# Re: A Symmetric Twins Conundrum

*From*: Mike Fontenot <mlfasf@xxxxxxxxxxx>*Date*: Sat, 02 Sep 2006 10:10:28 -0600

(For context, parts of my previous question are quoted below).

I found the error I was making when I tried to adapt my CADO

equation to the symmetrical twin paradox (that was causing

results that were inconsistent). My initial conjecture about

the correspondance between the ages of the two twins (according

to one of the twins) is correct: a plot of twin 2's age, versus

twin 1's age, according to twin 1, starts from the origin as

a straight line (of some positive slope 1/gamma < 1). Working

from the other end (when the twins are reunited, say, at ages

40 and 40), the plot is another straight line with the same

slope 1/gamma, ending at the point (40,40). At the midpoint

(age 20 years old for twin 1), the plot jumps discontinuously

from the lower straight line to the upper straight line.

This plot is just like the plot for the standard (aymmetrical)

twin paradox (plotting the home twin's age versus the traveler's

age, according to the traveler), except that the magnitude of the

discontinuity is smaller.

But I had wanted to adapt my CADO equation to handle the symmetrical

problem so that I could obtain the plot without having to work

from both ends. (In a more complicated scenario (with multiple

speed changes), the twins would not necessarily be reunited, so

that working backward from the reunion wouldn't be possible).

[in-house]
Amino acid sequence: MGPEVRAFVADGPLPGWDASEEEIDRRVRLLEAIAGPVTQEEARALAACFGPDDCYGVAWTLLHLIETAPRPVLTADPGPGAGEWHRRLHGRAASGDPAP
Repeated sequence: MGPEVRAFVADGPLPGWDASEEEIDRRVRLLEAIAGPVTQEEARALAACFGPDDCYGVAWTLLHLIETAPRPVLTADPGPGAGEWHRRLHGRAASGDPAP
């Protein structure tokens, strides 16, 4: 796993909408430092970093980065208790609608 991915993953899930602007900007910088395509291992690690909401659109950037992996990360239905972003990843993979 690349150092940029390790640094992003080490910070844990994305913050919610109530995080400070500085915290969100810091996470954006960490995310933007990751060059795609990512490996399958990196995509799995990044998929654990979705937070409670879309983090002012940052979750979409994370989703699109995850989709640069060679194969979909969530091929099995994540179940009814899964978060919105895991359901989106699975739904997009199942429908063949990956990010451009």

That's one of the advantages of my CADO equation (for problems

in which one of the twins is perpetually inertial): it allows

the magnitude of the discontinuity to be computed directly, without

using information about the future parts of the trip.

I wanted to be able to do the same thing in the symmetrical problem,

but when I tried to adapt the CADO equation to do that, my first

attempt produced inconsistent results (because of mistakes I made).

It MAY be possible to adapt the CADO equation to handle the

symmetrical case, but my first attempt was incorrect. It may be that

any such adaptation might not be very useful...the utility of the

CADO equation in the standard (asymmetrical) case lies in the fact

that the quantities on the RHS of the equation are all based on the

conclusions of the home twin, which are much easier to compute than

the corresponding quantities based on the conclusions of the

accelerating twin. But in the symmetrical case, both twins

accelerate, so most or all of the utility of the CADO equation may

be lost.

Mike Fontenot

_______________________________________________________________

I wrote:

.

I previously wrote:

I quantified this effect in a previous posting. The equation in

that posting applied to an accelerating twin and a stay-at-home

twin. But it can be adapted to handle the symetrical case also.

I've been trying to do what I claimed (in the last sentence above)

could be done, and it's not as easy as I had expected...so far,

I haven't gotten a consistent result. Has anyone ever seen a

description of the symmetrical twin paradox, in which one of the

twins determines the correspondance between their two ages?

I.e., for each instant in the life of one of the twins, what

is the corresponding age of the other twin (as concluded by

the first twin)? (I'm of course talking here about the DEDUCED

simulataneity, NOT the way a TV image of the other twin would

appear to the first twin to be ageing). What does that plot

look like?

**Follow-Ups**:**Re: A Symmetric Twins Conundrum***From:*Mike Fontenot

**Re: A Symmetric Twins Conundrum***From:*xilog

**References**:**Re: A Symmetric Twins Conundrum***From:*Mike Fontenot

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